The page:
You lace up your shoes; tie them tight, double-knotted, like you’re trying to bind up all the loose ends to this day and you wish it were only that easy.
The day has tossed you around from the very beginning, chipped away at your spirit like the thin edges of a sea-shell breaking, tumbling inward, then out, as if the entire ocean washed open your front door this morning and was there all day simply to drown you.
So you do what almost always works: you lace up your shoes and focus your breathing, in and out, in and out, feet hitting pavement, heart pounding in your chest, hundreds of thousands of beats reminding you you’re still alive, that no matter how bad the day has been, you will live through it.
But then you run down the street with the old man always tinkering on rusted cars in his garage and there, in front of his dilapidated house lies a cat, dead, flies buzzing, landing on the red and angry bits jutting out amongst its soft, black fur. There’s another cat, maybe its lover, standing on the roadside and he doesn’t move when you run past, just stares at you solemnly as if he’s waiting for the dead to rise again or for the dead to be carried away, as if he’s waiting for someone to tell him how to grieve.
You think about the son, then, how he screamed as you pulled his slumped father from the car onto the ambulance garage floor and started CPR, how the tubes from his recent heart surgery squirted onto your pants. But most of all, you think of how the son buried his face in his father’s almost cold hand fifteen minutes later and begged for a life that had passed.
You think about your friend whose stepdad held a gun to his head the day before Father’s Day and chose that this one precious life wasn’t precious enough.
You think about cancer attacking your wife’s friend and how the husband, when asking “how long do we have”, was told simply to enjoy every remaining day they were given together.
You think and you think.
And then you stop running. The breath comes jagged, sharp in your chest. You double over, panting hard. So you turn around like you want to make this right with the cat because this is the only thing you can do. But when you turn around, you think about how absurd this is, trying to bury the dead and heal the world with your bare hands. So you linger there, bent over just staring at the cracks in the pavement on School Street and Randolph and wondering how you can sink into them forever and one second you’re laughing and the next you’re crying like a mad man dying in a war.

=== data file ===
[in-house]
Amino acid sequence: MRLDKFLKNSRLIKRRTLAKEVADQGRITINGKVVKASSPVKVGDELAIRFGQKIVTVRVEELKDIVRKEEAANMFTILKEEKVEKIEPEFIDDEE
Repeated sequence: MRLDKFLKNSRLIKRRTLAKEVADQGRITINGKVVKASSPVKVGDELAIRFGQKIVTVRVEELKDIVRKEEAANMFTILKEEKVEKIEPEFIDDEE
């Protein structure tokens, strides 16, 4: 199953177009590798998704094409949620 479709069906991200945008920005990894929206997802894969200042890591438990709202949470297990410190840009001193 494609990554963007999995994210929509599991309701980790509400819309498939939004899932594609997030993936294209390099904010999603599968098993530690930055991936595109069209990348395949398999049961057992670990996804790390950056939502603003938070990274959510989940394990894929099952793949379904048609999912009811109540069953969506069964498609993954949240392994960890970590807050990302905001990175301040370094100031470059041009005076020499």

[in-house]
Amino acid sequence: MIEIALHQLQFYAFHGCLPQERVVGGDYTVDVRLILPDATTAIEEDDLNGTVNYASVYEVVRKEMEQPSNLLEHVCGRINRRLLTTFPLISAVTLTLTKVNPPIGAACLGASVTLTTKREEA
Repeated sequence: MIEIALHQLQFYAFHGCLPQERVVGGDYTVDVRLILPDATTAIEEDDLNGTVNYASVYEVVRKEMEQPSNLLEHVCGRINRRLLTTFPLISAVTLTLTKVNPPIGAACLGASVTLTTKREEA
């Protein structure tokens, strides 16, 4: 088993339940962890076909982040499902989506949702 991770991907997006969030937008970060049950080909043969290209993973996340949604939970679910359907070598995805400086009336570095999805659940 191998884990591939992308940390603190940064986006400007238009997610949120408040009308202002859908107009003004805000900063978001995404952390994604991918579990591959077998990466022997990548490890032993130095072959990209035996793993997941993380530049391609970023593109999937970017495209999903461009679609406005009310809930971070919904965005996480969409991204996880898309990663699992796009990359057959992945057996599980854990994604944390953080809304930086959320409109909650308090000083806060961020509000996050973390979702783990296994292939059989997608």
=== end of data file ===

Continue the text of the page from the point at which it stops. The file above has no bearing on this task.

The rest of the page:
You turn again; turn back toward the open road and your heart beats wild again and you just let the tears and sweat mix and the miles turn into more miles until you find yourself exhausted, on the stairs leading up to an old church with a steeple pointing firm toward the clouds and isn’t this how it always is: you can never truly outrun life’s worries and when you finally stop, everything you were outrunning lies there waiting.
Knees hit the steps. Head bows. Sweat drips from the tip of your nose, a puddle of all this life’s angst growing bolder on that concrete church step.
Sometimes half the battle is won in acknowledging you can’t stand under the weight of this world and the other half of the battle is won in acknowledging someone Who can.
“God, why can’t I let go?”
“Because you don’t believe in the end I’ll get it right,” His reply comes quick.
And there it is.
Worry is what takes over a person, slowly, like the tide of the ocean rising steady and you’re stuck there in the sand, consumed by the fear, unable to move as the waters rise. Yes, worry is what happens when faith in a God who works all things together for good isn’t relied on, when casting all your cares on Him seems impossible because the water is already up around your neck, this noose of life squeezing.
And then it happens.
The water rises more and you’re stuck there, toes stretching for the sandy bottom, pushing yourself up, bobbing, trying to keep your head above water until the ocean floor is gone and it’s just you, out there, floating in the deep, wondering how long until the worry goes away, until this tide of fear flows back into the dark depths where ships will steam over it as if it were nothing at all.
You float and the sensation of not being in control isn’t so bad so you lay your head back, stare straight into the azure sky and the sun is warm on your face and you wonder why it took you so long to let go, why it always takes you nearly drowning before relying on Someone other than yourself to hold you afloat.
And your tears slide silently into the ocean, mixed there, salt joining salt and you think about how not even the oceans could contain the love God has for you and this is what you decide to think about instead; how your tears of regret mix so easily into the vastness of His love… as if every worry and fear you ever had are now forgotten, are now forgiven.
The steeple sways dizzily against the clouds and you’re brought back, lying there on your back on the stairs of a tiny country church so you sit up, tighten your laces again and push toward home. Yes, you push through this scary, messy existence called life: you push toward Home and you remind yourself once again, there’s One to guide you all the way.